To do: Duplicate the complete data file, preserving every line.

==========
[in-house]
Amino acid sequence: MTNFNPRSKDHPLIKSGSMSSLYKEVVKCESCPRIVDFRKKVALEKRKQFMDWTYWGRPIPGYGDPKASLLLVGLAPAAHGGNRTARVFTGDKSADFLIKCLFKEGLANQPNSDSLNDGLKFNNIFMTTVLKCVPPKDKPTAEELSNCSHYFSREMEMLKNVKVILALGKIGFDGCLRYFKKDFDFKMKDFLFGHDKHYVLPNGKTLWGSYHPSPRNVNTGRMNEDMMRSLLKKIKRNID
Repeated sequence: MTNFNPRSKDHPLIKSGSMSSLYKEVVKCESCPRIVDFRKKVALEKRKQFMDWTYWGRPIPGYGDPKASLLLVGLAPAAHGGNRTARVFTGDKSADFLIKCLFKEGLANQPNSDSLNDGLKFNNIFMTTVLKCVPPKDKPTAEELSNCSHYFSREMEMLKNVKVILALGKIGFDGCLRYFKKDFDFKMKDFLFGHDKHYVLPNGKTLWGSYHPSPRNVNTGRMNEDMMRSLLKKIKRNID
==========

[in-house]
Amino acid sequence: MTNFNPRSKDHPLIKSGSMSSLYKEVVKCESCPRIVDFRKKVALEKRKQFMDWTYWGRPIPGYGDPKASLLLVGLAPAAHGGNRTARVFTGDKSADFLIKCLFKEGLANQPNSDSLNDGLKFNNIFMTTVLKCVPPKDKPTAEELSNCSHYFSREMEMLKNVKVILALGKIGFDGCLRYFKKDFDFKMKDFLFGHDKHYVLPNGKTLWGSYHPSPRNVNTGRMNEDMMRSLLKKIKRNID
Repeated sequence: MTNFNPRSKDHPLIKSGSMSSLYKEVVKCESCPRIVDFRKKVALEKRKQFMDWTYWGRPIPGYGDPKASLLLVGLAPAAHGGNRTARVFTGDKSADFLIKCLFKEGLANQPNSDSLNDGLKFNNIFMTTVLKCVPPKDKPTAEELSNCSHYFSREMEMLKNVKVILALGKIGFDGCLRYFKKDFDFKMKDFLFGHDKHYVLPNGKTLWGSYHPSPRNVNTGRMNEDMMRSLLKKIKRNID